Skip to main content
Advertising

Originally published June 19, 2013 at 10:49 AM | Page modified June 19, 2013 at 11:06 AM

  • Share:
           
  • Comments (1)
  • Print

Diverted United 787 passengers on way to Tokyo

Passengers from a United Airlines Denver-to-Tokyo flight that diverted to Seattle Tuesday when the Boeing 787 had an oil filter issue are on their way again.

The Associated Press

Most Popular Comments
Hide / Show comments
Another stellar day for Boeing’s flying plastic excuse for an airplane. ... MORE

advertising

SEATTLE —

Passengers from a United Airlines Denver-to-Tokyo flight that diverted to Seattle Tuesday when the Boeing 787 had an oil filter issue are on their way again.

United spokeswoman Mary Ryan says in an email that the airline put them up in hotel rooms overnight and they took off from Sea-Tac Airport Wednesday morning in another 787. Ryan says there's no further information about the oil filter or aircraft maintenance.

A Boeing spokeswoman told The Seattle Times Tuesday the problem was unrelated to any battery issues that grounded the 787 fleet from January to May.

THIS IS A BREAKING NEWS UPDATE. Check back soon for further information. AP's earlier story is below.

A Boeing 787 flying from Denver to Tokyo diverted to Seattle because of an oil filter issue, a United Airlines spokeswoman said.

An airline maintenance team was inspecting the jet after Flight 139 landed normally Tuesday afternoon at Seattle-Tacoma International Airport, United spokeswoman Mary Ryan said in an email statement.

United just put its 787s back in the air May 20 after smoldering batteries on two 787s owned by other airlines prompted authorities to ground the planes in January.

The Tokyo-bound jet's problem was "completely unrelated to any battery issues," Boeing spokesman Kate Bergman told The Seattle Times on Tuesday evening.

"We are aware of the situation, and we're working with United to help however they need us," Bergman added.

In her statement, the United spokeswoman said the crew decided to land in Seattle because of "an indication of a problem with an oil filter."

Asked whether the latest 787 issue raised any concerns with United after the recent battery issue, Ryan said she did not immediately have any additional information.

The airline provided the flight's approximately 200 customers with hotel rooms and planned to fly them to Tokyo on Wednesday, Ryan said.

When it returned the 787s to service last month, Chicago-based United said it planned to use the jets on shorter domestic flights before resuming international flying June 10 with Denver-to-Tokyo service as well as temporary Houston-to-London flights. It's adding flights to Tokyo, Shanghai, and Lagos, Nigeria, in August.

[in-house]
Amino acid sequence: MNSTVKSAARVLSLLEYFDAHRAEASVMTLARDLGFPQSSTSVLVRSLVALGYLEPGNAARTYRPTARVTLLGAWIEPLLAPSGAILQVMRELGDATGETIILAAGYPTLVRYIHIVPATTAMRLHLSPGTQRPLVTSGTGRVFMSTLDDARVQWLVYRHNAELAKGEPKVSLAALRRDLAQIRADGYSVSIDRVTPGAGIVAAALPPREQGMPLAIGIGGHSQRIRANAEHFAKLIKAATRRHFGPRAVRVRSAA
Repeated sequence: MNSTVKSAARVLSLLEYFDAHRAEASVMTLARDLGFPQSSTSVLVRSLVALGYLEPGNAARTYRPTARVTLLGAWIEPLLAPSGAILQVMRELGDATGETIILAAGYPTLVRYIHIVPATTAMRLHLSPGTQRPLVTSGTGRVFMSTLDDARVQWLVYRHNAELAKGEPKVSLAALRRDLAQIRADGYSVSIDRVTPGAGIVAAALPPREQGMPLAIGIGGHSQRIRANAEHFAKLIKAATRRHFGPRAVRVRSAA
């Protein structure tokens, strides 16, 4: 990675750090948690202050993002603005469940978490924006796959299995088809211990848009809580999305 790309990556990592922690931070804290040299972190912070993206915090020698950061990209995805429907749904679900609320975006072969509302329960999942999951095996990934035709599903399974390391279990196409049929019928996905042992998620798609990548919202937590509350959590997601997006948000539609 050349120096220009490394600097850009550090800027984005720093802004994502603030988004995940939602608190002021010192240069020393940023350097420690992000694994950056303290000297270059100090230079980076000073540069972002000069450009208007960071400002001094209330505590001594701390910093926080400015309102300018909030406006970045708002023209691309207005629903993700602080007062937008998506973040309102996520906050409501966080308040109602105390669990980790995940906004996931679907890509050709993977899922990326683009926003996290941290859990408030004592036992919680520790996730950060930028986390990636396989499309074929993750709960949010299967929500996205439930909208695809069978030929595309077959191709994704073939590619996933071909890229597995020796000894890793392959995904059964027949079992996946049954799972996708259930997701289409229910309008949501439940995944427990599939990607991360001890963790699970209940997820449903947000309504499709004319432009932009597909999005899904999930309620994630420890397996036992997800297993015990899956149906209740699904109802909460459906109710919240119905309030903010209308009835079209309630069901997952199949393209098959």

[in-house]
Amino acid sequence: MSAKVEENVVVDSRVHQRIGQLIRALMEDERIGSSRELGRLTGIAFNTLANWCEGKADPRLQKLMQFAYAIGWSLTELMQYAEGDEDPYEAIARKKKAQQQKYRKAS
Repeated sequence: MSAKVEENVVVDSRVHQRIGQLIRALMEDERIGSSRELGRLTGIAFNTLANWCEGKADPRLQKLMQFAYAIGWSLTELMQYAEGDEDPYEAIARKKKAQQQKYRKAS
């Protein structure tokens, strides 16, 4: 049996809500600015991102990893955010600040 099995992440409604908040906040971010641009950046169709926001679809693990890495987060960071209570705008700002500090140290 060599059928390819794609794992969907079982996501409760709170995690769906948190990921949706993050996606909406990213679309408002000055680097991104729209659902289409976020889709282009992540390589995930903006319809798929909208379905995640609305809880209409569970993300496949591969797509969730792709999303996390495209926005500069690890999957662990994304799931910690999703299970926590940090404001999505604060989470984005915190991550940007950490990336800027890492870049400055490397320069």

Those long international flights are the main reason the 787 exists. Its medium size and fuel efficiency are a good fit for long routes.

At the Paris Air Show on Tuesday, Boeing Co. won major orders from five customers, including United, for a stretched-out version of the 787.

Boeing announced the formal launch of its 787-10 program at the air show and said it already has commitments for 102 jets from the five customers. The new 787-10 lists at $290 million, making the deal worth nearly $30 billion at full price, although customers often negotiate deep discounts.

United remains the only U.S.-based airline to fly the 787, which is steadily winning customers after being beset with problems concerning lithium-ion batteries on two Japanese carriers. The plane, like its newest rival the Airbus A350, uses lightweight materials and new engine technology to cut down on fuel consumption at a time of rapidly increasing jet fuel prices.

The two battery incidents in January included an emergency landing of one plane, and a fire on another. Federal authorities lifted the grounding order on April 19.

The incidents never caused any serious injuries. But the grounding embarrassed Boeing and disrupted schedules at the affected airlines.

The 787 uses more electricity than any other jet. And it makes more use of lithium-ion batteries than other jets to provide power for things like flight controls and a backup generator when its engines are shut down. Each 787 has two of the batteries.

Boeing never did figure out the root cause of the battery incidents. Instead, it redesigned the battery and its charger. The idea was to eliminate all of the possible causes, 787 chief engineer Mike Sinnett has said.

News where, when and how you want it

Email Icon

The Seattle Times Historical Archives

Browse our newspaper page archives from 1900-1984


Advertising
The Seattle Times

The door is closed, but it's not locked.

Take a minute to subscribe and continue to enjoy The Seattle Times for as little as 99 cents a week.

Subscription options ►

Already a subscriber?

We've got good news for you. Unlimited seattletimes.com content access is included with most subscriptions.

Subscriber login ►